To evaluate the strength of a law firm’s commitment to pro bono ask partners and associates about:
1. How is the firm's pro bono program structured?
- Is there a full-time coordinator? (if so, ask to talk to this person)
- Is the coordinator an attorney?
- Is the coordinator a partner or are partners involved in the supervision of pro bono cases?
- How are pro bono cases brought into the firm?
- Does the firm work routinely with specific nonprofits?
- Who screens/assigns the cases?
- What types of pro bono matters does the firm accept? (impact, class actions or solely individual matters?)
- Do individual attorneys have any discretion in bringing in their own pro bono cases?
- Do attorneys in all of the firm’s offices participate?
- Does the firm provide training and supervision for pro bono matters?
- Does the firm provide support staff for pro bono cases?
2. How the firm encourages pro bono work
- Are attorneys required or encouraged to perform a minimum number of pro bono hours annually?
- Do pro bono hours count toward the firm’s billable hour requirement?
- Is there a cap on the number of pro bono hours that count as billable?
- Are pro bono hours considered as part of the bonus/promotion performance review?
- Do summer associates participate in pro bono, and, if so, are they evaluated on such work?
- Are pro bono cases treated the same as billable cases when work is distributed?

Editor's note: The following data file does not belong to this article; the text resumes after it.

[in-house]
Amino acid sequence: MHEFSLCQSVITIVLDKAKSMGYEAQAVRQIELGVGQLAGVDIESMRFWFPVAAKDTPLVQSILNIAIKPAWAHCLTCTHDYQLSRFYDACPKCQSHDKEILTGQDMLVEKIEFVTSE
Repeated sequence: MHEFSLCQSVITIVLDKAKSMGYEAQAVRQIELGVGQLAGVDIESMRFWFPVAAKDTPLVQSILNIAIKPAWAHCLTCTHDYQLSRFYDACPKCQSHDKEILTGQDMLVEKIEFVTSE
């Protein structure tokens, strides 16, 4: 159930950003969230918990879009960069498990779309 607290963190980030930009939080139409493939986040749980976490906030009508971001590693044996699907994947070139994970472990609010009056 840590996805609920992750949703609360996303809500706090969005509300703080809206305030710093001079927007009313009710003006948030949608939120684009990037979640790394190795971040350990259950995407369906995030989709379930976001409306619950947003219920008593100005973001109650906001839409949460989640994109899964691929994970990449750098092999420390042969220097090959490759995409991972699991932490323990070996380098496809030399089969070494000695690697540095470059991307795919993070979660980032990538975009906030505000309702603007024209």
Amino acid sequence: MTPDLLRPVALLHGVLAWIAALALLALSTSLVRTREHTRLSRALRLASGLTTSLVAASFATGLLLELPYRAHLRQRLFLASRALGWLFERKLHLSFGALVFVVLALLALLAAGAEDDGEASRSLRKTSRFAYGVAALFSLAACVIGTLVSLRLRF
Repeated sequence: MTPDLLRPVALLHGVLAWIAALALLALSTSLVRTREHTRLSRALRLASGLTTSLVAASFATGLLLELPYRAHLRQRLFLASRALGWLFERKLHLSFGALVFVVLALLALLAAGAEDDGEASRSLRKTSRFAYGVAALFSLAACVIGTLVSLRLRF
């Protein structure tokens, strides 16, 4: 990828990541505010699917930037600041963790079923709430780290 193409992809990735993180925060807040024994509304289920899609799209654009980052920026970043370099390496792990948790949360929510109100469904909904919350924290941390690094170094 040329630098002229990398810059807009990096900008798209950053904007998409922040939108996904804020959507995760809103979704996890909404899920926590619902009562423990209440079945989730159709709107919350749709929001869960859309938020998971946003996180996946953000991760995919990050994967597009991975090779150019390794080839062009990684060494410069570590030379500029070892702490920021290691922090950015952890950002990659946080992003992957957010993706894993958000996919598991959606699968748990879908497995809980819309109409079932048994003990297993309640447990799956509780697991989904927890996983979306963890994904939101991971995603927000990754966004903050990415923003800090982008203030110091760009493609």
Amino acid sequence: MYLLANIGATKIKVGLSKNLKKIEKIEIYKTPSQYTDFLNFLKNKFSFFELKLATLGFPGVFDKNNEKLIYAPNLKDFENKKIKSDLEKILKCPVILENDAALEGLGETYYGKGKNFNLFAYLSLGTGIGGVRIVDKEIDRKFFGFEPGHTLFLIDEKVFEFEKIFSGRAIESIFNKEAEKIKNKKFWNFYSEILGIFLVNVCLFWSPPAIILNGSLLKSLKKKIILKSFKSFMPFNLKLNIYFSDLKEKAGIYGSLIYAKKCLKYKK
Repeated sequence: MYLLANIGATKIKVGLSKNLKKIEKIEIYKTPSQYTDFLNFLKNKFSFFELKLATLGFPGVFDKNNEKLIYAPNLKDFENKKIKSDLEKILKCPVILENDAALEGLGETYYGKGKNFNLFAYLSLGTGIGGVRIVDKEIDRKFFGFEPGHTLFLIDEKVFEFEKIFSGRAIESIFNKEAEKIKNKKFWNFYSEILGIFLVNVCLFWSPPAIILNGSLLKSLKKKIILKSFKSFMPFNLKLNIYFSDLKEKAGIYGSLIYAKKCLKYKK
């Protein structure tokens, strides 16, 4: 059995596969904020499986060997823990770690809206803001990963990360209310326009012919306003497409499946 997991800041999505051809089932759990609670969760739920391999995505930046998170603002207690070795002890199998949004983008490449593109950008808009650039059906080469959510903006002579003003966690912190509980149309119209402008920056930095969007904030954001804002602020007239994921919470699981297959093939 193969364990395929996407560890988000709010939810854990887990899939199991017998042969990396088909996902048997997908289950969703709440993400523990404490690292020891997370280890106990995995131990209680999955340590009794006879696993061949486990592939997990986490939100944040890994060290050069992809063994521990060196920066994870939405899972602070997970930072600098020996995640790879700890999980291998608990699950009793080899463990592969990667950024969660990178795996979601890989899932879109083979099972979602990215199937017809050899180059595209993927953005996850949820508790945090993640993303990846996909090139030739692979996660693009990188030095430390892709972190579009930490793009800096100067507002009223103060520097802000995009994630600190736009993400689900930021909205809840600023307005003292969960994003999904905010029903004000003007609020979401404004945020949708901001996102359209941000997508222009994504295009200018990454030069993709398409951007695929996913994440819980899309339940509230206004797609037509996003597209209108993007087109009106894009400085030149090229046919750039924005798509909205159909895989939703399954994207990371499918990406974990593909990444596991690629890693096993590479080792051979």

- How many of the lawyers who recently made partner did substantial pro bono work?
- How many lawyers in the firm did pro bono and how many hours per lawyer?
3. If the firm is a signatory to the Pro Bono Institute’s Law Firm Pro Bono Challenge
- ABA’s Law Firm Pro Bono Challenge (The challenge requires the firm to commit 3-5 percent of their total billable hours to pro bono.)
- Has the firm met the challenge’s goals in the last 2-3 years?
4. Where the firm ranks in the Am Law 100 or Am Law 200 pro bono charts and whether it has won any pro bono awards
- American Lawyer (annually ranks law firm pro bono programs each July)
- The Vault Guide to Law Firm Pro Bono Programs (includes the top 100 largest firms)
5. What the firm says about its pro bono program on its website or in its annual report. Ask for a copy of their written pro bono policy.
- Is the information provided specific and substantive or more of a general marketing piece?
6. If the firm sponsors split public interest summers
Firms Sponsoring Split Public Interest Summer Programs (Yale Law School)